6. Performance Evaluation of HYCOM-GOM for Hydrokinetic Resource Assessment in the Florida Strait

    SciTech Connect (OSTI)

    Neary, Vincent S; Gunawan, Budi; Ryou, Albert S

    2012-06-01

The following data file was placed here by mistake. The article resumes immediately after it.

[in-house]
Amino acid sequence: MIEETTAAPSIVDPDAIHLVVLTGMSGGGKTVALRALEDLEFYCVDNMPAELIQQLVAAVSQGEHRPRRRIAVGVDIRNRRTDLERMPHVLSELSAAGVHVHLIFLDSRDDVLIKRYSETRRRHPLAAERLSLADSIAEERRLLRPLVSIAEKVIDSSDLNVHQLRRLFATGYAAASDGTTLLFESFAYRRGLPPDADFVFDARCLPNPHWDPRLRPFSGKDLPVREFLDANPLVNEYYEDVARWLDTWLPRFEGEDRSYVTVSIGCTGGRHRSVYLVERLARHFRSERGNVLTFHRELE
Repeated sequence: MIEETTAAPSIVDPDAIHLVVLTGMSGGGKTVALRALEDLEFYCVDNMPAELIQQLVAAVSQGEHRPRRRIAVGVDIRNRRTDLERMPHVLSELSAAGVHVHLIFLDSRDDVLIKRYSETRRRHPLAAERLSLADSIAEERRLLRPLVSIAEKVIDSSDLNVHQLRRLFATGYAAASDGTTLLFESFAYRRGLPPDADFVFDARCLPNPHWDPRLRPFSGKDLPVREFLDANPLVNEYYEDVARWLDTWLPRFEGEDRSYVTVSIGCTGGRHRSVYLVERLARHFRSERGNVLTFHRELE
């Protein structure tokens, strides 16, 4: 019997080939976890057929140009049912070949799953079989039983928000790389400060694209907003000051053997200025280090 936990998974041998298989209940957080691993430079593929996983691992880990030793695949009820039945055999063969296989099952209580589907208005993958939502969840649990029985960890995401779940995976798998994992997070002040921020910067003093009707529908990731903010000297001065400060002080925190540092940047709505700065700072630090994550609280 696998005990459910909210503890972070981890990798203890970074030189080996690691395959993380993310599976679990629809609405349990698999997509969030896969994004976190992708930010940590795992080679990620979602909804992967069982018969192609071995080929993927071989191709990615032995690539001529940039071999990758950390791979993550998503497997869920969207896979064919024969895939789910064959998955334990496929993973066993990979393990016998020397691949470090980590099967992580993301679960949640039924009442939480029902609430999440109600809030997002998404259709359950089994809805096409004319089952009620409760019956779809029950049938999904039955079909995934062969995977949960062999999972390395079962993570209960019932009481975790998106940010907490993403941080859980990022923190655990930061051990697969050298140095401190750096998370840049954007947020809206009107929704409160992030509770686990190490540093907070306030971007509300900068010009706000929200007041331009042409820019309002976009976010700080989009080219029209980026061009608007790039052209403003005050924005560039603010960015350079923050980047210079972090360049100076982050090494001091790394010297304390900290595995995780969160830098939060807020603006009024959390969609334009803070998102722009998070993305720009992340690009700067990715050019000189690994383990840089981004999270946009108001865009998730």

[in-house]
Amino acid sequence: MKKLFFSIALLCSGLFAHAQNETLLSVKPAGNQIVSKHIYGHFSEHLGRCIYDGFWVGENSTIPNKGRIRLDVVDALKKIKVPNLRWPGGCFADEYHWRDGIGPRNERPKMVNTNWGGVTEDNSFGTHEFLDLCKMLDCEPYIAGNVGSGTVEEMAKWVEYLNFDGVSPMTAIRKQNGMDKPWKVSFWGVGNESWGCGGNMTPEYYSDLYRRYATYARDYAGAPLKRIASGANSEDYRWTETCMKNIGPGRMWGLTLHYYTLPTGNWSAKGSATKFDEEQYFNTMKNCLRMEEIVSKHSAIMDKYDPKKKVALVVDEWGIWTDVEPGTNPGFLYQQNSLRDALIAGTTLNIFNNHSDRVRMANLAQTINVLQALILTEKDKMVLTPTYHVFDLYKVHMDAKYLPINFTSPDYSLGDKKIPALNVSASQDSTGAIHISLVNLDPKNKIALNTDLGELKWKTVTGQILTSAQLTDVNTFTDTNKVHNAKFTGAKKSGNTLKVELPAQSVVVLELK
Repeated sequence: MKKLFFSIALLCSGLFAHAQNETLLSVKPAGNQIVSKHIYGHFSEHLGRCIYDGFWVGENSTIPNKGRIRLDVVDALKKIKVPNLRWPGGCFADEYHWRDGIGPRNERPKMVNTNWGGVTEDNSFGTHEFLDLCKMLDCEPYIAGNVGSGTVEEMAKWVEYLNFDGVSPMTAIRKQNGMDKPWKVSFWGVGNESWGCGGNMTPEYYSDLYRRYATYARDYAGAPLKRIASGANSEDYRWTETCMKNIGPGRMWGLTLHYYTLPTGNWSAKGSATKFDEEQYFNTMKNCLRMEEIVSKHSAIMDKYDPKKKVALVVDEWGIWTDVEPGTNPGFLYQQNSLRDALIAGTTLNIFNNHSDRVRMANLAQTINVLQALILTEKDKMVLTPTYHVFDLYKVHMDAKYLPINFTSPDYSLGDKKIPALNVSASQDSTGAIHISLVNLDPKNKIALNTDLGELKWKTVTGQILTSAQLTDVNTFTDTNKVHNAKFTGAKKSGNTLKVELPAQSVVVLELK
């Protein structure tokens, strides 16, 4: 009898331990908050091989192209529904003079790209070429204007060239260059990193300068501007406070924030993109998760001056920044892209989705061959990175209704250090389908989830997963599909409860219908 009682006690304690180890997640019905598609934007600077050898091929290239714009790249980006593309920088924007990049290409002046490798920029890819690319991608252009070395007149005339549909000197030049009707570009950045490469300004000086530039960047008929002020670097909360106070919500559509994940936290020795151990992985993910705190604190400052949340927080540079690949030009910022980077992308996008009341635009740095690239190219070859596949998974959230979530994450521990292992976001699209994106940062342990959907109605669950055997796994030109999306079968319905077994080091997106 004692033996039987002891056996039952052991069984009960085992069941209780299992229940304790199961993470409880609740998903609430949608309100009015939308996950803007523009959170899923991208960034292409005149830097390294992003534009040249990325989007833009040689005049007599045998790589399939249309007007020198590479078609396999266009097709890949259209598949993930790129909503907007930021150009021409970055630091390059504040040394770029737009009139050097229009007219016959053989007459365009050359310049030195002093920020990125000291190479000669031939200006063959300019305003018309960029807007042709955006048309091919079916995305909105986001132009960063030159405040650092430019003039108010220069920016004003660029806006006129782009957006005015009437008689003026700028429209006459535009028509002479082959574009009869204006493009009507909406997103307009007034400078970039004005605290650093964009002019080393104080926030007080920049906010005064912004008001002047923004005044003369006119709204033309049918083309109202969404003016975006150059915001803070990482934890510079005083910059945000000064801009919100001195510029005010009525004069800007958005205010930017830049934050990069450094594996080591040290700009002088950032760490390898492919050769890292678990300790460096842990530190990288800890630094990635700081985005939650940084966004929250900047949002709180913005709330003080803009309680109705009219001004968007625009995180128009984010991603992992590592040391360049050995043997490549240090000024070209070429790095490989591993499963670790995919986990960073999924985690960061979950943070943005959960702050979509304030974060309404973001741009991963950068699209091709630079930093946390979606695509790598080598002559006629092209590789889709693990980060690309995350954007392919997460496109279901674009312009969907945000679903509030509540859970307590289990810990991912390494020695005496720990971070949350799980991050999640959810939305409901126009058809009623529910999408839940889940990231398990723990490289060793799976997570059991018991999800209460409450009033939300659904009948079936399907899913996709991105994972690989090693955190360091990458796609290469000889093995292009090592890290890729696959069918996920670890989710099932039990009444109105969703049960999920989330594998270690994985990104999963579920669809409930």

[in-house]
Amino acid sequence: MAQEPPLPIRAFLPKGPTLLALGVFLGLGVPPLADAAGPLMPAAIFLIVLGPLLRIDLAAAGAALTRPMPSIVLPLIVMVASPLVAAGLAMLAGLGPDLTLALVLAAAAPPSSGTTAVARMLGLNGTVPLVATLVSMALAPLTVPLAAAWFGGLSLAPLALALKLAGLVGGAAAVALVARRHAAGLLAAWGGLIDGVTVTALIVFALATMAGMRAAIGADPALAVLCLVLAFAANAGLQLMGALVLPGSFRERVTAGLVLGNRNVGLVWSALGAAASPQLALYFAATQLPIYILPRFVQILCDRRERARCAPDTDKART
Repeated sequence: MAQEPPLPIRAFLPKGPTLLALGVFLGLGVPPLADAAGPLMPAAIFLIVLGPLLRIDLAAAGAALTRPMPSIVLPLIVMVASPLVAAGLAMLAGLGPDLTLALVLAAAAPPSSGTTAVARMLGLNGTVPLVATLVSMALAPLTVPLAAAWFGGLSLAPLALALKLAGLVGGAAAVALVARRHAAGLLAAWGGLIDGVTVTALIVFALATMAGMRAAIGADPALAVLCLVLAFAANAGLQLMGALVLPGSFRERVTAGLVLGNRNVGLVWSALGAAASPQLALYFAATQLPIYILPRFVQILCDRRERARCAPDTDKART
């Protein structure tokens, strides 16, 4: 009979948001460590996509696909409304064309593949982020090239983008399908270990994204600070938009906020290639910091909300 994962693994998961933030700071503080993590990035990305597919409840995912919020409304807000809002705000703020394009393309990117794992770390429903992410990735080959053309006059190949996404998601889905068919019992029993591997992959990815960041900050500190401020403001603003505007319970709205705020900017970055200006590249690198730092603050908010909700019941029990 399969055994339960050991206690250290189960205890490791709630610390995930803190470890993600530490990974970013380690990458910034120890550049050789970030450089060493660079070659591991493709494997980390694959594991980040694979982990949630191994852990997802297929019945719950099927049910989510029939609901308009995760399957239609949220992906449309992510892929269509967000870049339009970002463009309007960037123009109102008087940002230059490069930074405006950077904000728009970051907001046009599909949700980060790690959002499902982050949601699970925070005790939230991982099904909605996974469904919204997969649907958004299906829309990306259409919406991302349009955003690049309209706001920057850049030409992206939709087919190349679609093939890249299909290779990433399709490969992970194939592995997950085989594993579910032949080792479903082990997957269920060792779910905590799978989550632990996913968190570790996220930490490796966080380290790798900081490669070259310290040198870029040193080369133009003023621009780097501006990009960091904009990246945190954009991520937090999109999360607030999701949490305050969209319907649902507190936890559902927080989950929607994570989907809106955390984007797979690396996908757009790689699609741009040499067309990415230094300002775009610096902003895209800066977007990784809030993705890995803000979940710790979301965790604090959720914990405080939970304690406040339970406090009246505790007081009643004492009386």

The U.S. Department of Energy (DoE) is assessing and mapping the potential off-shore ocean current hydrokinetic energy resources along the U.S. coastline, excluding tidal currents, to facilitate market penetration of water power technologies. This resource assessment includes information on the temporal and three-dimensional spatial distribution of the daily averaged power density, and the overall theoretical hydrokinetic energy production, based on modeled historical simulations spanning a 7-year period of record using HYCOM-GOM, an ocean current observation assimilation model that generates a spatially distributed three-dimensional representation of daily averaged horizontal current magnitude and direction time series from which power density time series and their statistics can be derived. This study ascertains the deviation of HYCOM-GOM outputs, including transport (flow) and power density, from outputs based on three independent observation sources to evaluate HYCOM-GOM performance. The three independent data sources include NOAA s submarine cable data of transport, ADCP data at a high power density location, and HF radar data in the high power density region of the Florida Strait. Comparisons with these three independent observation sets indicate discrepancies with HYCOM model outputs, but overall indicate that the HYCOM-GOM model can provide an adequate assessment of the ocean current hydrokinetic resource in high power density regions like the Florida Strait. Additional independent observational data, in particular stationary ADCP measurements, would be useful for expanding this model performance evaluation study. ADCP measurements are rare in ocean environments not influenced by tides, and limited to one location in the Florida Strait. HF radar data, although providing great spatial coverage, is limited to surface currents only.